A. Ms.Chiba: My mother taught me how to cook. I learned many things by helping her in the kitchen and dining with her. Two years after I got married I decided to pursue my love for cooking by entering into cooking competitions. With the first try, I was awarded a Grand Prize with prize money and a trip to the United States. After that, I tried other competitions, won more prizes, and was asked to host my own TV cooking show in Japan. I've been a cooking artist ever since.

Q: How did you end up at your current position of Marketing Manager at Pieroth Japan? When did you first become interested in Japanese food and wine?

A. Mr. Whelehan: I was born into a wine family in Ireland where names such as Antinori (Italy) Mondavi (Napa), Torres (Spain) and many chateaux owners from Bordeaux were often guests.

While studying marketing in college, I decided to follow my wine heritage to the Napa Valley. I had an apprenticeship at an area winery and then began studying wine making and viticulture at Napa Valley College while working at Sequoia Grove where I was eventually appointed Cellar Master.

I met my Japanese wife in California and she introduced me to sushi and a variety of homemade dishes. We all tend to start with what the trade calls FSF (fruity, soft, “friendly”) wines, and in turn, our tastes evolve in a very personal way. It was the same for me with Japanese food, starting with easy things like edamame and sushi, and eventually appreciating more exotic items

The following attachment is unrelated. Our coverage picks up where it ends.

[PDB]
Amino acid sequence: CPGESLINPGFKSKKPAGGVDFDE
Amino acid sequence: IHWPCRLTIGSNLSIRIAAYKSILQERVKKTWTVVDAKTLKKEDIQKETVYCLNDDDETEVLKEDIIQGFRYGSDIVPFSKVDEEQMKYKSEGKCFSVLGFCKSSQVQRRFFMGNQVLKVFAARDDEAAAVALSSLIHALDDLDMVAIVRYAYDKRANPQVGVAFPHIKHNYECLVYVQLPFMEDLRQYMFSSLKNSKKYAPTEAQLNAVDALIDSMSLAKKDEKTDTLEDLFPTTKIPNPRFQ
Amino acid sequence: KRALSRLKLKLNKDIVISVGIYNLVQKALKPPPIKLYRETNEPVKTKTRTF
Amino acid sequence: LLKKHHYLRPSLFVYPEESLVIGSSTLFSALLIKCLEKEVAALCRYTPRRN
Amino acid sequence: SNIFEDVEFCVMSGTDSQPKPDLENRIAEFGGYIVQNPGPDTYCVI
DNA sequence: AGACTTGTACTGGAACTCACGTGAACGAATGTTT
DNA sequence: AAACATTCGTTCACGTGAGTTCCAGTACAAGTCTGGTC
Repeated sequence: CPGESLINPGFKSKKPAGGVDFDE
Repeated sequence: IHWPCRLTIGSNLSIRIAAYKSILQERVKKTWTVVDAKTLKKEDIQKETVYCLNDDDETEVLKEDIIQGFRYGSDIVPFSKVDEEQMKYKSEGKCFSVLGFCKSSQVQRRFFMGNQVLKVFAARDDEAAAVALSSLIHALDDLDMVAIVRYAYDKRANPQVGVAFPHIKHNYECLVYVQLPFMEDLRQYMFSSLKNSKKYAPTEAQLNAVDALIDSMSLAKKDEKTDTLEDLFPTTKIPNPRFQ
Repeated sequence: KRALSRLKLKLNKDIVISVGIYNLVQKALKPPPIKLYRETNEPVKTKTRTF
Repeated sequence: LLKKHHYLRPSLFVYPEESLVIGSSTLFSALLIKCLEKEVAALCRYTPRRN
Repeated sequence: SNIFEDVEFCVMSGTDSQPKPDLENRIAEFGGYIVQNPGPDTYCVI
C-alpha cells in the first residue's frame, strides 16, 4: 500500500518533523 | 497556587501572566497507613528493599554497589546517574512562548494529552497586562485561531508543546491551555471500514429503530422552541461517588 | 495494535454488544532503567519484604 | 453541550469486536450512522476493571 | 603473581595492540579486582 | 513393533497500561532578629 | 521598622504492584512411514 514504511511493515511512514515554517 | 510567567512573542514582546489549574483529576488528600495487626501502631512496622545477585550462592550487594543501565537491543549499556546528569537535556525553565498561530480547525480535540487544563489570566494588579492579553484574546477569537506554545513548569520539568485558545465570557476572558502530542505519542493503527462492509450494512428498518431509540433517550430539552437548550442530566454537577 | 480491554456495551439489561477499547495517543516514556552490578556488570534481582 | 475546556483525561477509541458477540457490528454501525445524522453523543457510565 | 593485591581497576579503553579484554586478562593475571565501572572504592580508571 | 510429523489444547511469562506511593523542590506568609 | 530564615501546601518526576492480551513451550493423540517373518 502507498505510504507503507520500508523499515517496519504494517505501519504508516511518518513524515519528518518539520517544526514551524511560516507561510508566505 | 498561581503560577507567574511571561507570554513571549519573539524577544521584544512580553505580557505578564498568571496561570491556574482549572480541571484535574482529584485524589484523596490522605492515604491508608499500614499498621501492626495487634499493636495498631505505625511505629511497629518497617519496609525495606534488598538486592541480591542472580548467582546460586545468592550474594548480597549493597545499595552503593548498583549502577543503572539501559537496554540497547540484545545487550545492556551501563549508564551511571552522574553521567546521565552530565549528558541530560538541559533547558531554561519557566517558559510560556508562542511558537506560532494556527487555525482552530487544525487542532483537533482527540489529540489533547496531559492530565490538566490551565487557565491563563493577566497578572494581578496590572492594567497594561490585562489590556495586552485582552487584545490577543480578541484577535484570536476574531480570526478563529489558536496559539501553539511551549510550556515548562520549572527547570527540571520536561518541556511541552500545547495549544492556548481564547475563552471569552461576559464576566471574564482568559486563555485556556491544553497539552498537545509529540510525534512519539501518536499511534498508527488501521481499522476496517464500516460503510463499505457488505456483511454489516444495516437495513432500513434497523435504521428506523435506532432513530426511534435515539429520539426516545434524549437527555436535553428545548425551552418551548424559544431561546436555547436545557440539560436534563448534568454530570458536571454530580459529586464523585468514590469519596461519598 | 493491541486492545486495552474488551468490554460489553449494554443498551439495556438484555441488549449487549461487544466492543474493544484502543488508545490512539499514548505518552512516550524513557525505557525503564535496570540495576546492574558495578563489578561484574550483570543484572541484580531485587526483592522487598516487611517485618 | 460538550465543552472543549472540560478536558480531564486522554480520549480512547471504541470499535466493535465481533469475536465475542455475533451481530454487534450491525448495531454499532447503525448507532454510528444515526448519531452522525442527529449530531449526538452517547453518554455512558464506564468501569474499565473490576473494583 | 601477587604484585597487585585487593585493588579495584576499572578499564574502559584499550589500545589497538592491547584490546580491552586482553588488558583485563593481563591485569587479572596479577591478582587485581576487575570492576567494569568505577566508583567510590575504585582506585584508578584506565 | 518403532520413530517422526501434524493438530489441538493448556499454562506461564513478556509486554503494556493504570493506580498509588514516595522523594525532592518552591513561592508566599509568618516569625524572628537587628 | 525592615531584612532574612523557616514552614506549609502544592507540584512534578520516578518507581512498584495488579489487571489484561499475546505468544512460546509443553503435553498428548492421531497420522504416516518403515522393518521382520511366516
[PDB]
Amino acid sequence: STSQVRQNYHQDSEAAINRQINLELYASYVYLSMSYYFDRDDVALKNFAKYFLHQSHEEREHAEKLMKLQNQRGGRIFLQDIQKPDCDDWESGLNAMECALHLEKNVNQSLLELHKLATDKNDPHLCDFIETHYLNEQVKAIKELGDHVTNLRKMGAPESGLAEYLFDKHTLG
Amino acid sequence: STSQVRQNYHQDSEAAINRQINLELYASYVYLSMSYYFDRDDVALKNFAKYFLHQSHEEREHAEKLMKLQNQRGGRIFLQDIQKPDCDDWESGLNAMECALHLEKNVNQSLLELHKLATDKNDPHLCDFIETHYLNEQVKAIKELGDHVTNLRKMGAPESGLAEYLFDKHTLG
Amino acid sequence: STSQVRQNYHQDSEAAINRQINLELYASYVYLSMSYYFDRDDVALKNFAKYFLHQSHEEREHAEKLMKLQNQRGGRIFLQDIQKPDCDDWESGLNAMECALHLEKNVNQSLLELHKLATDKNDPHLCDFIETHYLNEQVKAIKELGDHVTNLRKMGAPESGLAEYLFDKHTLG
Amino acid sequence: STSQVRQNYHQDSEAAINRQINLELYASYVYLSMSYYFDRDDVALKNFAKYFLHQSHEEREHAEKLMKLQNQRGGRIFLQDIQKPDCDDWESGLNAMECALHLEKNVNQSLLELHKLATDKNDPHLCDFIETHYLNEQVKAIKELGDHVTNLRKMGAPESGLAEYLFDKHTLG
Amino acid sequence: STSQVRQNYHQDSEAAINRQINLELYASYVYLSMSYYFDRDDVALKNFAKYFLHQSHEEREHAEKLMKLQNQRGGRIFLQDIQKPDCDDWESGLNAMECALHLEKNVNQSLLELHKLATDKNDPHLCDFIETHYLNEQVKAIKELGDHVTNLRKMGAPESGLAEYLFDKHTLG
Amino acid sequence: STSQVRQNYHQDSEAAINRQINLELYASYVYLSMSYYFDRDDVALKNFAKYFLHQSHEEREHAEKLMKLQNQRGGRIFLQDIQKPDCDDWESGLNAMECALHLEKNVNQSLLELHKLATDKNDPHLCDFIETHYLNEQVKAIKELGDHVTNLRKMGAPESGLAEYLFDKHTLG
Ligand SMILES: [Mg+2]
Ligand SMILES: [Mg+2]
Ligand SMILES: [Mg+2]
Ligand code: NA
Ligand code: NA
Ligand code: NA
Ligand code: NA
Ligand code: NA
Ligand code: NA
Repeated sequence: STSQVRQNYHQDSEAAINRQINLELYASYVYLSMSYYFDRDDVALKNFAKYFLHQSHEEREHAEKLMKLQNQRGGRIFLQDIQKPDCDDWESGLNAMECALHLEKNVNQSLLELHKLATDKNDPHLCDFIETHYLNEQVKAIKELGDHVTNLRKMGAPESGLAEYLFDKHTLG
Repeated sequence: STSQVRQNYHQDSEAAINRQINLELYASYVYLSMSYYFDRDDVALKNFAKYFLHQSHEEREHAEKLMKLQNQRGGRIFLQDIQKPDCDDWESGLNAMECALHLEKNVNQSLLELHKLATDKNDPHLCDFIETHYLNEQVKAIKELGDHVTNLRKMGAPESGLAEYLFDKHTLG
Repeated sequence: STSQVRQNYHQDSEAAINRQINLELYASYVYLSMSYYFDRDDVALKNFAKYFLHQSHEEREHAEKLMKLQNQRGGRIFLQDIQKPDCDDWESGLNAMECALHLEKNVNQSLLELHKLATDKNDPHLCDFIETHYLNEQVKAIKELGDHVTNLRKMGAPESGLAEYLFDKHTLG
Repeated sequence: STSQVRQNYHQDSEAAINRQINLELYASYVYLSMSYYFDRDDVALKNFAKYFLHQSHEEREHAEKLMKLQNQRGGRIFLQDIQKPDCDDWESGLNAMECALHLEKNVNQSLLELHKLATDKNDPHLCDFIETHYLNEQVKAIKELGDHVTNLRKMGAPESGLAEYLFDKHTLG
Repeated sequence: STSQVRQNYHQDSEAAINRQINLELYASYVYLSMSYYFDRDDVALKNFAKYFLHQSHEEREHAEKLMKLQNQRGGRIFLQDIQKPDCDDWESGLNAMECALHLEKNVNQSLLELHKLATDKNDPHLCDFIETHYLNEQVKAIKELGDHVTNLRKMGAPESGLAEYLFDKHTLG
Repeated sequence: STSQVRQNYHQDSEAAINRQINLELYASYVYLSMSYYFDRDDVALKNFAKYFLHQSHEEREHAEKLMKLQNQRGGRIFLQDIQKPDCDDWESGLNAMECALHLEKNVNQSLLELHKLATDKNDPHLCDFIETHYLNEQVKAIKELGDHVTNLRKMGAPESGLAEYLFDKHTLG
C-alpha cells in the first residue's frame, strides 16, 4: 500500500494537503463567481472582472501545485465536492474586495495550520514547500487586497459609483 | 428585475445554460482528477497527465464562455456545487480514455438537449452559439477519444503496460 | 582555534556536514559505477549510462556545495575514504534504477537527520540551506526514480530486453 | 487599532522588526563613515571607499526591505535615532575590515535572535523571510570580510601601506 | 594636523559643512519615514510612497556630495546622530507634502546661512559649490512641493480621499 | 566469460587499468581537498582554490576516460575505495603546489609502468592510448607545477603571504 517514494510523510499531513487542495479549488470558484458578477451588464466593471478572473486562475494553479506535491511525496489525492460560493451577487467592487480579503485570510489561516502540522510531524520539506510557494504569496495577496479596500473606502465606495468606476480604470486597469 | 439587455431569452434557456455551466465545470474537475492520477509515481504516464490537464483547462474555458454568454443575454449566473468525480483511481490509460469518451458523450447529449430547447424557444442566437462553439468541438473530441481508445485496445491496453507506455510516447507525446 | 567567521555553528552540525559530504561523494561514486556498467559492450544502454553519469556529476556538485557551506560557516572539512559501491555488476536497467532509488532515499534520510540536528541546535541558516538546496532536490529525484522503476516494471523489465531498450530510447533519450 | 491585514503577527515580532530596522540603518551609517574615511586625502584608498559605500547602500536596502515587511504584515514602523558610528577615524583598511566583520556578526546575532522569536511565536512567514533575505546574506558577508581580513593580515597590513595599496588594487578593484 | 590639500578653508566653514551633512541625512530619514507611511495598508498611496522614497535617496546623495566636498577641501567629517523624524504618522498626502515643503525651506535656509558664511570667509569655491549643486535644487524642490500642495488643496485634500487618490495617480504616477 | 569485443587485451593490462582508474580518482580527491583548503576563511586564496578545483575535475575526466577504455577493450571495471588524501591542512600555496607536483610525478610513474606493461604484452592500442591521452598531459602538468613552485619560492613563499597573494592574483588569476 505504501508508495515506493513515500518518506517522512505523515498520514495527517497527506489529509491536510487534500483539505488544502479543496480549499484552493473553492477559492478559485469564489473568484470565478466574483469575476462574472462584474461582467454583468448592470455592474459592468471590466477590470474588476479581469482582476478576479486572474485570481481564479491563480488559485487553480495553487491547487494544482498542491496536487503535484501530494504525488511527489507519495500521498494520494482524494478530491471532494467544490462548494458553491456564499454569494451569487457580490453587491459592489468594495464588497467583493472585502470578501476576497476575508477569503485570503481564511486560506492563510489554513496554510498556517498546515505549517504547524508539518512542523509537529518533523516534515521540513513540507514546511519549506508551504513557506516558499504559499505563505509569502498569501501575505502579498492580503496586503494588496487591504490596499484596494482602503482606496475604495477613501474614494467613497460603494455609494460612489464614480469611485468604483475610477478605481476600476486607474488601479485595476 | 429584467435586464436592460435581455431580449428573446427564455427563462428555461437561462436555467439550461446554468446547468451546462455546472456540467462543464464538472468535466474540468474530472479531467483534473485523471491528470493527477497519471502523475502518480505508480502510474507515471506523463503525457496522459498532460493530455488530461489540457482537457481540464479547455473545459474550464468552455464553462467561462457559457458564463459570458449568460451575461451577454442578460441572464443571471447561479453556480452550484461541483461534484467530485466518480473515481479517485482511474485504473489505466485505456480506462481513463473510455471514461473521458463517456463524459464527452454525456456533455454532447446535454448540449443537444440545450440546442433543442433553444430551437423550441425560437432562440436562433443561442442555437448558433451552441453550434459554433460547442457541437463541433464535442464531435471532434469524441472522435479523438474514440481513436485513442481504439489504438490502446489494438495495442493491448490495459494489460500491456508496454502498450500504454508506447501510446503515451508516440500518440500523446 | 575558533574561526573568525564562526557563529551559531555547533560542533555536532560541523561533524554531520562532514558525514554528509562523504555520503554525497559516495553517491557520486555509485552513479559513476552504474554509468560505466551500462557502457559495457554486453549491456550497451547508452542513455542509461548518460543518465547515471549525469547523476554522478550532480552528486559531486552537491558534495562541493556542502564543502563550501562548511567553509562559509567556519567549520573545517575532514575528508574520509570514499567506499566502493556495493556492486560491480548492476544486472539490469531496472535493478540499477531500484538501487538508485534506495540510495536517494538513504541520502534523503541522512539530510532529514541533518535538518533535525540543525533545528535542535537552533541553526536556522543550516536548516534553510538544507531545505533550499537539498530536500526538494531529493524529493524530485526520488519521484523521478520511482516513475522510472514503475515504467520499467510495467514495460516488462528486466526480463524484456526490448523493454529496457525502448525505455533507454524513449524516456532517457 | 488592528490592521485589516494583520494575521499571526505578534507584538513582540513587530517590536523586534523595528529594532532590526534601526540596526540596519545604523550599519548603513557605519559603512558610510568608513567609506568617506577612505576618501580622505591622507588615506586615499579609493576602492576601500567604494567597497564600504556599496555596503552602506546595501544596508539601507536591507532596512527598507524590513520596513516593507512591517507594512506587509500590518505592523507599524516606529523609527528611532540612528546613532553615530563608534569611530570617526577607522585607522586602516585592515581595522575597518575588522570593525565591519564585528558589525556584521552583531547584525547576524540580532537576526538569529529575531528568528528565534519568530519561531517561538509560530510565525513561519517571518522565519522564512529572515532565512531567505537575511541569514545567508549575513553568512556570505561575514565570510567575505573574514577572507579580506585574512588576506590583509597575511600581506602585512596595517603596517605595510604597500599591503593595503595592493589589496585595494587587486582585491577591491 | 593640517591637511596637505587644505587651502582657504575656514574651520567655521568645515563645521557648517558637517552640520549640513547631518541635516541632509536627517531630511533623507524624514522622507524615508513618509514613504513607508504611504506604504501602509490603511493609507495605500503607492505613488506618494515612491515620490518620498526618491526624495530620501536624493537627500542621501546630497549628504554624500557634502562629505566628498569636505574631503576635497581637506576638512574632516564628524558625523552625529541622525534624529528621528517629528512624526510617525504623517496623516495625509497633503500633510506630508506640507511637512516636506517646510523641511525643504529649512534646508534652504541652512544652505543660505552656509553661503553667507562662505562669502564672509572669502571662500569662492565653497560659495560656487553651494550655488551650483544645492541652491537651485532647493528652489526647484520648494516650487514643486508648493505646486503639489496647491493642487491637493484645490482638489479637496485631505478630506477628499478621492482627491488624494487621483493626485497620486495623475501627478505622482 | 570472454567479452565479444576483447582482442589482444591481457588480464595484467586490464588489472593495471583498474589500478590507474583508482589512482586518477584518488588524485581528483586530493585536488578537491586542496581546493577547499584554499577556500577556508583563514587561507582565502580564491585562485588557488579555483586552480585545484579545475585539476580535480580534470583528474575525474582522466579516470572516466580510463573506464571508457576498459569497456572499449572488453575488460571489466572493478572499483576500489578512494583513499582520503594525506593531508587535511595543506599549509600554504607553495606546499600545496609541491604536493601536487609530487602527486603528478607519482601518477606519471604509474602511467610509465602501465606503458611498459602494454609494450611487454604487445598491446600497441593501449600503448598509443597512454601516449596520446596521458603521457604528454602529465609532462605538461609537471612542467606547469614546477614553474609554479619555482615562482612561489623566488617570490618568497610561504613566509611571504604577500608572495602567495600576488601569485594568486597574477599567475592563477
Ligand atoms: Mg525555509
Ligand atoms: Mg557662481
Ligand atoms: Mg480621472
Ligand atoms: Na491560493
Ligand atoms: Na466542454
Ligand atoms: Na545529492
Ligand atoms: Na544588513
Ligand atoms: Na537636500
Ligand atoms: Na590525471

We later moved to Tokyo where my job as a wine buyer and marketing manager involved lecturing and training in wine. In addition to completing the Wine and Spirits diploma, I had the honor of elevation as a Chevalier du Tastevin at the Clos Vougeot. I make at least two annual trips to vineyards around the world.

Q: Have your annual trips to America influenced your cooking style? How so?